Hello Dolly (Film Thoughts: How To Build A Girl)

How-to-Build-a-Girl-2020I love Beanie Feldstein that even if there are a lot of things that do not work in Coky Giedroyo’s ‘How To Build A Girl,’ I had a smile on my face while and after watching a film. The film is based on Caitlyn Moran’s memoir, about a teenage girl outside London. She is bookish and nerdy, but she has literary dreams (her room has pictures of her idols: Sylvia Plath, Sigmund Freud, Julie Andrews, among others) and when she submits a review of the ‘Annie’ Cast Recording to a British rock magazine, she catches their attention (they bet if she is real or a joke) Cut to her dyeing her hair red, and dressing like Stevie Nicks, writing under the name Dolly Wilde, and writing scathing reviews for the magazine. Thsi is a coming of age story, so of course, the success goes to her head and she learns life lessons. The story is a bit by-the-numbers, but Feldstein captures you with her warmth and charm. I really do feel like I am seeing an actor come into her own, and I feel Feldstein is a very intelligent actress who will only grow and be better.  While her British accent here sounds wonky at times, she captures the spirit of the character so you can forgive her for that. as a film, there really isn’t much that’s new here, but her performance makes the film worth seeing.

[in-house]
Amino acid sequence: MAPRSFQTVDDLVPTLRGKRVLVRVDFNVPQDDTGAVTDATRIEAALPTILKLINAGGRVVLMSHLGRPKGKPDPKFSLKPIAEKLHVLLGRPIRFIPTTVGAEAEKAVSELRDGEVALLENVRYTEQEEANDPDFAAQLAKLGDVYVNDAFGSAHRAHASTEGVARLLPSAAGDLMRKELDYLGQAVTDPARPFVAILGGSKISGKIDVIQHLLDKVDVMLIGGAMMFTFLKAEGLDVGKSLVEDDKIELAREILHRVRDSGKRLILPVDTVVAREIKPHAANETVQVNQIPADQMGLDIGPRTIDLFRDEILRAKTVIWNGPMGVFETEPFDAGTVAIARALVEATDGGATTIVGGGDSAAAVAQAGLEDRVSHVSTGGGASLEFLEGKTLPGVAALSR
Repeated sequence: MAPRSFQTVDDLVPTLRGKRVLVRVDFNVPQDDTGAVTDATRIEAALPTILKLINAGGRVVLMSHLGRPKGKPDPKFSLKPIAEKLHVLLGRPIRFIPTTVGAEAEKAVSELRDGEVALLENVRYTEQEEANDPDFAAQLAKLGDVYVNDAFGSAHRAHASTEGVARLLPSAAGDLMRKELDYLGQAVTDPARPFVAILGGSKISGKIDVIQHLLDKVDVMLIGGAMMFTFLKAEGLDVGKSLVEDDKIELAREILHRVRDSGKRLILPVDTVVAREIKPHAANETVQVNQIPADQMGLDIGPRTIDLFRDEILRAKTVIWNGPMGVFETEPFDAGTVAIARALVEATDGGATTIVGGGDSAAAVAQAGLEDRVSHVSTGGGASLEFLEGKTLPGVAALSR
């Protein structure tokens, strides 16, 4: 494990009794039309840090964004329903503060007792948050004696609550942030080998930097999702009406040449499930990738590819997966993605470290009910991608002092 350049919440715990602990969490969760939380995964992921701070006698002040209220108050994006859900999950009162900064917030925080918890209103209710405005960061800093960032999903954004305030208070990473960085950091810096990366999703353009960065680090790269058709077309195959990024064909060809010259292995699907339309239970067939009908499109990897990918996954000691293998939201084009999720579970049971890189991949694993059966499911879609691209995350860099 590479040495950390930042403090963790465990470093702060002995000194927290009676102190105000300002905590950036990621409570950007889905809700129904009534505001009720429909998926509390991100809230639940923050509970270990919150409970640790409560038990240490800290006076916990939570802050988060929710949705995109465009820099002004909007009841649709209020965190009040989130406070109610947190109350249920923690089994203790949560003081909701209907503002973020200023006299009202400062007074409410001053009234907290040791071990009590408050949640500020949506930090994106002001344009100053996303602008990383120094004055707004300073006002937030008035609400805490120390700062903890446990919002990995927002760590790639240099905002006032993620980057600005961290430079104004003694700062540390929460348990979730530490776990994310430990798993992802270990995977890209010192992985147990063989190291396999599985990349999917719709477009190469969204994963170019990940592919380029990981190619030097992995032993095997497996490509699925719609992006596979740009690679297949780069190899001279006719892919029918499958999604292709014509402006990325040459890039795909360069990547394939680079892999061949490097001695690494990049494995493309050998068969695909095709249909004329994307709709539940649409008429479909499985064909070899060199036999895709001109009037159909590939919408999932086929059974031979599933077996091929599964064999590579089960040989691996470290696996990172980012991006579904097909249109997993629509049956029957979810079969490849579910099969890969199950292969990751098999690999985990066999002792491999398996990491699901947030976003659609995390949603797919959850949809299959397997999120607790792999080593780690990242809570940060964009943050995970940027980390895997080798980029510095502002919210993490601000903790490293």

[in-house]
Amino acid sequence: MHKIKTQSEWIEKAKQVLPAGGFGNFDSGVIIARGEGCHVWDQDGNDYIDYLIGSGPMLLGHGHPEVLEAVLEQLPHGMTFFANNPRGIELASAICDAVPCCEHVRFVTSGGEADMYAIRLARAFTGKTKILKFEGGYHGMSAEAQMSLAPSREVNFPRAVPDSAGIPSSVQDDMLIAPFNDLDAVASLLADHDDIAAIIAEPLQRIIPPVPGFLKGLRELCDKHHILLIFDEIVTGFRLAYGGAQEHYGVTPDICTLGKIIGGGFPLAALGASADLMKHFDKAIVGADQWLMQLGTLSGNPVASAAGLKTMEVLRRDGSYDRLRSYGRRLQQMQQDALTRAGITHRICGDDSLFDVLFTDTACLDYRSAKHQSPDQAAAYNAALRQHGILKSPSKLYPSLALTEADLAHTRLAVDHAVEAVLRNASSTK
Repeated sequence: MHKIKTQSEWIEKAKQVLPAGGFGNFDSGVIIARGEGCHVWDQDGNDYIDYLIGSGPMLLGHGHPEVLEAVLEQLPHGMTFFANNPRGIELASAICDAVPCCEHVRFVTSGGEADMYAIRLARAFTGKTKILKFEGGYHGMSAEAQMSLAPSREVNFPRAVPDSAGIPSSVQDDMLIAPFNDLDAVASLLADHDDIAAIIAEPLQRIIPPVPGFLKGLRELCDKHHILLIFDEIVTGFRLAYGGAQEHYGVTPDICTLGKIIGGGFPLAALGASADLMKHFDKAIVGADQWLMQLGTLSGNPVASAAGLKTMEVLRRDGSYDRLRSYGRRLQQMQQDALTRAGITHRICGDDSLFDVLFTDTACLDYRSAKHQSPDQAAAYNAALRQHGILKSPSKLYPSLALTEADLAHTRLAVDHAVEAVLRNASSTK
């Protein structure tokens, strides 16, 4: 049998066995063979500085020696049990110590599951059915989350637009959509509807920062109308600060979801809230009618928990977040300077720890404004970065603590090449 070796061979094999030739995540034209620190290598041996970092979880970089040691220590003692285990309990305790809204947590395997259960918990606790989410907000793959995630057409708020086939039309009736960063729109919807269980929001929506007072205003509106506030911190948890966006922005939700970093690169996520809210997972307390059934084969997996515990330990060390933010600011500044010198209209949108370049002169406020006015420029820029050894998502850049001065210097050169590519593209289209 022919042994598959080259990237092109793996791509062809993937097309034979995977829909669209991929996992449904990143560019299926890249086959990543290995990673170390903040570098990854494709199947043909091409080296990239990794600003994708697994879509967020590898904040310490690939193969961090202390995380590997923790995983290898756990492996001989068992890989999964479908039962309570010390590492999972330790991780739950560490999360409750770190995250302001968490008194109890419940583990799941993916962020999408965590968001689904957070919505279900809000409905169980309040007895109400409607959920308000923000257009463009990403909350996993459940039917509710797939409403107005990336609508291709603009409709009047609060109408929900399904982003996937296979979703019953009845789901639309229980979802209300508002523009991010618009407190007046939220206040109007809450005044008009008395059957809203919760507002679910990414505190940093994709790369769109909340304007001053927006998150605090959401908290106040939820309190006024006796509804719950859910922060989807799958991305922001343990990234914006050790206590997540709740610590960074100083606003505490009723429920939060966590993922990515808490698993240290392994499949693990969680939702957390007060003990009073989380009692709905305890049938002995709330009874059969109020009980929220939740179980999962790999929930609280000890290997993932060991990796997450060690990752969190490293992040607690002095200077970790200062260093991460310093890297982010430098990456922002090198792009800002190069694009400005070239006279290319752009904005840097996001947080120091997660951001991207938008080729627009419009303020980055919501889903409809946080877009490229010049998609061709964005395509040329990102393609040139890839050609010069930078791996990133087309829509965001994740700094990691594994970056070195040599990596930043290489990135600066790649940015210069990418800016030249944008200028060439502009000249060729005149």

Smart Art (Film Thoughts: Booksmart)

booksmart_poster2People keep on saying that Olivia Wilde’s ‘Booksmart’ is like the female version of ‘Superbad’ but what if you never saw that movie? You can probably compare ‘Booksmart’ to a lot of movies – coming of age movies, friendship movies, buddy movies – but something about this film feels instantly fresh.

This is a story of two friends, Molly and Amy (Beanie Feldstein and Kaitlyn Dever)  who spent their high school years focusing on their academics. Now that they are graduating, they are finding maybe it’s not all worth it – some students int heir class partied and still got into good schools. So they want to compensate on this one last evening and party. But of course, there are roadblocks, and that’s where the fun begins – for them and for us, the audience.

Feldstein is tops. I know her, of course, for playing Minnie Fay in the Bette Midler revival of ‘Hello Dolly’ on Broadway but she stole hearts and scenes of course in ‘Ladybird.’  There is a scene towards the end of this film where she comes into some kind of realization, and she handles it so effectively – touching and honest. Dever matches her effectively, and I like the fact that her sexual orientation here is treated as ordinarily as any other detail in the movie.  They’re so good you can feel the depth of their friendship, making you feel s if you are their friends. You are on their side from the start.  My new prediction is that this film will catapult these two actresses to major star status.

And who knew Olivia Wilde had such great directorial skills? Even though four writers are credit with the screenplay, it feels cohesive. It took a while for me to ‘get’ the tone of the film, but once I did, I was in for the ride. The audience I was with devoured this film with great delight. I am betting this will be this summer’s surprise hit.